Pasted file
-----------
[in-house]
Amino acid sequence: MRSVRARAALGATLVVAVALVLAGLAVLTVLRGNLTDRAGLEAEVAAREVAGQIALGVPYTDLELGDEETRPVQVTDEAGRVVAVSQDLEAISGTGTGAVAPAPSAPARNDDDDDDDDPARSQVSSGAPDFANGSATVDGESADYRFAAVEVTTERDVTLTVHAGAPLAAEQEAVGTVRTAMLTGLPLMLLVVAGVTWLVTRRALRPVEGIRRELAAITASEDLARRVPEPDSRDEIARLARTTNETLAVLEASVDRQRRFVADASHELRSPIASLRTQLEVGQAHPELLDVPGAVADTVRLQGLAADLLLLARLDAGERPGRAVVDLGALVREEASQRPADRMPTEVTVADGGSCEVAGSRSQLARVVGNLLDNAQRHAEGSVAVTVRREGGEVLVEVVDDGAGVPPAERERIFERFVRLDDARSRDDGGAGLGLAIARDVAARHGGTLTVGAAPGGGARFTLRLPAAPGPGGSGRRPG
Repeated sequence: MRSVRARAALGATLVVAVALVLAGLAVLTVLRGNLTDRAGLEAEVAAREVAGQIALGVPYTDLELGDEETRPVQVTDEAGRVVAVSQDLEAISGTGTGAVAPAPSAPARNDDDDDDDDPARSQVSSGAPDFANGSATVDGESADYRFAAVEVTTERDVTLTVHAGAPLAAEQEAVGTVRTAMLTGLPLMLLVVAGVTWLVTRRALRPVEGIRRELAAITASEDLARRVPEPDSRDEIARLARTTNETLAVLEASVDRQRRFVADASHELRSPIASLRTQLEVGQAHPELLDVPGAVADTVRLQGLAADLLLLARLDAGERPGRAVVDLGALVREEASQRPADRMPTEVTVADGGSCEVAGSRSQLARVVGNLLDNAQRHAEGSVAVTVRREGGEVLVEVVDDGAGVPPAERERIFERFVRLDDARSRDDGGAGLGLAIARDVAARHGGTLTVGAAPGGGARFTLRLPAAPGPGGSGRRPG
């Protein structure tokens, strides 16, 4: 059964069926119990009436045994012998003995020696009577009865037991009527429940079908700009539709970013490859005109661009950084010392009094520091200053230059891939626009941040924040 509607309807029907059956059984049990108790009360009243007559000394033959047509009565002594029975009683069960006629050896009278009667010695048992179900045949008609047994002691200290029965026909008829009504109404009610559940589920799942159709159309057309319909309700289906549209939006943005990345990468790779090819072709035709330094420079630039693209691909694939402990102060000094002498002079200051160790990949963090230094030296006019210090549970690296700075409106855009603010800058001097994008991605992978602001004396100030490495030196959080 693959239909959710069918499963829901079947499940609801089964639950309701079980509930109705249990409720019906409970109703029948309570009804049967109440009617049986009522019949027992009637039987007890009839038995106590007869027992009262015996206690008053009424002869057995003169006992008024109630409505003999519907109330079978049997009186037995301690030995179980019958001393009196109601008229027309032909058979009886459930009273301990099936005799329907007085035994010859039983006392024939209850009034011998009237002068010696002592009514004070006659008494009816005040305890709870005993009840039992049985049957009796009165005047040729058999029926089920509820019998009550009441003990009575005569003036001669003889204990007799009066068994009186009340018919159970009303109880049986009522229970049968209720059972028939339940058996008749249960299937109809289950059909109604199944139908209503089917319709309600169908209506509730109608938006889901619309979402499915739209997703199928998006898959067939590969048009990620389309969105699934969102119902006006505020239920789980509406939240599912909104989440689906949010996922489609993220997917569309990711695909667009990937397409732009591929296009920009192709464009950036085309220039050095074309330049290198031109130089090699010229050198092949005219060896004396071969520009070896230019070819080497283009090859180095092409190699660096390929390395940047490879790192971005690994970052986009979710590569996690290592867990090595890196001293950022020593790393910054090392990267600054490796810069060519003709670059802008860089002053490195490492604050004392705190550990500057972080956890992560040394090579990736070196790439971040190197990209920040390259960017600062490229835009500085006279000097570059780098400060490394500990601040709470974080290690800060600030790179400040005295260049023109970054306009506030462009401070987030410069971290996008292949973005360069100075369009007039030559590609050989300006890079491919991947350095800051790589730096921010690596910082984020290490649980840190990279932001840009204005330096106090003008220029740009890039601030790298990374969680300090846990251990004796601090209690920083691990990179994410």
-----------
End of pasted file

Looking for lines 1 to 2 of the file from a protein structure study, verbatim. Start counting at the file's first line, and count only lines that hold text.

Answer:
[in-house]
Amino acid sequence: MRSVRARAALGATLVVAVALVLAGLAVLTVLRGNLTDRAGLEAEVAAREVAGQIALGVPYTDLELGDEETRPVQVTDEAGRVVAVSQDLEAISGTGTGAVAPAPSAPARNDDDDDDDDPARSQVSSGAPDFANGSATVDGESADYRFAAVEVTTERDVTLTVHAGAPLAAEQEAVGTVRTAMLTGLPLMLLVVAGVTWLVTRRALRPVEGIRRELAAITASEDLARRVPEPDSRDEIARLARTTNETLAVLEASVDRQRRFVADASHELRSPIASLRTQLEVGQAHPELLDVPGAVADTVRLQGLAADLLLLARLDAGERPGRAVVDLGALVREEASQRPADRMPTEVTVADGGSCEVAGSRSQLARVVGNLLDNAQRHAEGSVAVTVRREGGEVLVEVVDDGAGVPPAERERIFERFVRLDDARSRDDGGAGLGLAIARDVAARHGGTLTVGAAPGGGARFTLRLPAAPGPGGSGRRPG